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"Oh Lord, won't you buy me a Mercedes Benz" (or RIP GlassFish)

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"Oh Lord, won't you buy me a Mercedes Benz" (or RIP GlassFish)

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Disclaimer : I am a former BEA employee, former Weblogic consultant, author of three books based on GlassFish and use JBoss extensively. Today I’m self-employed and therefore do not belong to any company.

On the 4th of November 2013, Oracle announced the roadmap of GlassFish. It talks about version “4.1 scheduled for 2014“, alignment with Java EE 8 and so on… but the most important news are :

  • “Oracle will no longer release future major releases of Oracle GlassFish Server with commercial support
  • Commercial Java EE 7 support will be provided from WebLogic Server
  • Oracle GlassFish Server will not be releasing a 4.x commercial version
  • Oracle recommends that existing commercial Oracle GlassFish Server customers begin planning to move to Oracle WebLogic Server”

Like most of you, when Oracle bought Sun I thought GlassFish was going to die in favor of Weblogic. Years had past, both application servers were sharing more and more dependencies, and I was thinking that both would merge : GlassFish would remain, with dual licensing, sharing the goodies of Weblogic and the community of GlassFish. I was wrong.

This news brings several thoughts to me :

  • No commercial support means that GlassFish will become the good old J2EESDK, which is a Java EE reference implementation used only for playing
  • GlassFish is the RI and will always be the first app server to implement Java EE“, yes, and so what ?Organizations do not jump on a new app server just because a new EE release has been published, adoption takes time. Organizations want a good app server, not one that is just on time (being a RI is ok, having commercial support does the difference)
  • GlassFish will stay open source. Yes, but with no commercial support it will not be used in organizations
  • WildFly and JBoss have the same code base, GlassFish and Weblogic don’t (and that makes a huge difference between RedHat and Oracle app servers)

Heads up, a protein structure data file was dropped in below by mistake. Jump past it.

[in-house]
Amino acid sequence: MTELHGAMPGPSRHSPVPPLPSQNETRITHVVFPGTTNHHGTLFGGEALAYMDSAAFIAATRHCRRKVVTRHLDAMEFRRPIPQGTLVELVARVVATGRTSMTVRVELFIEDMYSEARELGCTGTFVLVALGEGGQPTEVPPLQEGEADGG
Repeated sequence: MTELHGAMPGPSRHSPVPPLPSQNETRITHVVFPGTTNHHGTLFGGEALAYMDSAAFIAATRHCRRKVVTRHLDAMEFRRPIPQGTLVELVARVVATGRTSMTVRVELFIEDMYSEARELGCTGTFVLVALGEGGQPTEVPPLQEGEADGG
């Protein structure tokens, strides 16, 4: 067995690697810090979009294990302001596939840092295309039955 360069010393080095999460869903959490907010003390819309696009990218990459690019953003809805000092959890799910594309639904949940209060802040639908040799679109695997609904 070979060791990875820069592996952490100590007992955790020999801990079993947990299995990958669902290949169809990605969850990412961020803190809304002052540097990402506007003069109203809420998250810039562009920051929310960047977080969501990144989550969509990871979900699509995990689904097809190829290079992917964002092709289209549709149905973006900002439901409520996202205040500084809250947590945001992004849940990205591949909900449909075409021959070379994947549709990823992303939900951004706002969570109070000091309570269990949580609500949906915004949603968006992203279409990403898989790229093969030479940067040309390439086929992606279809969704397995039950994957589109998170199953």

• Customers move away from Websphere to go to GlassFish, JBoss or TomEE, not to Weblogic
  • The GlassFish community is vibrant, it is not with Weblogic (there is even a GlassFish User Group, can’t see any Weblogic user group around)
  • In this era of Cloud, organizations need lightweight and simple app servers to deploy massively
  • Google Trends tells me that Weblogic is going down compare to GlassFish, could that be true ?

If you compare IT with the car industry, Oracle’s vision is to sell luxury Mercedez Benz, not little-joe Ford : anexpensive Cloud running an expensive Application Server, storing data in an expensive Database… while everyone else is doing the opposite.

Oracle never pushed GlassFish. I dealt with many Oracle sales guys who knew nothing about GlassFish, they were always trying to sell Weblogic licenses. Look at companies like Red Hat, they know how to make business around Open Source. A shame Oracle didn’t learn how to do it (it takes time but it’s doable).

All in all, this is a very bad news for GlassFish, bad news for Java EE and bad news for the community. The only thing that makes me feel happier, is that my friends from JBoss and TomEE will have even more attraction. Saying that, competition is good and brings innovation and robustness to the application server’s world. JBoss and TomEE have an Open Source DNA and Oracle doesn’t.

Oracle, I might be wrong, but I think you are betting on the wrong horse. In the meantime, RIP GlassFish.

Special thanks to Janis Joplin


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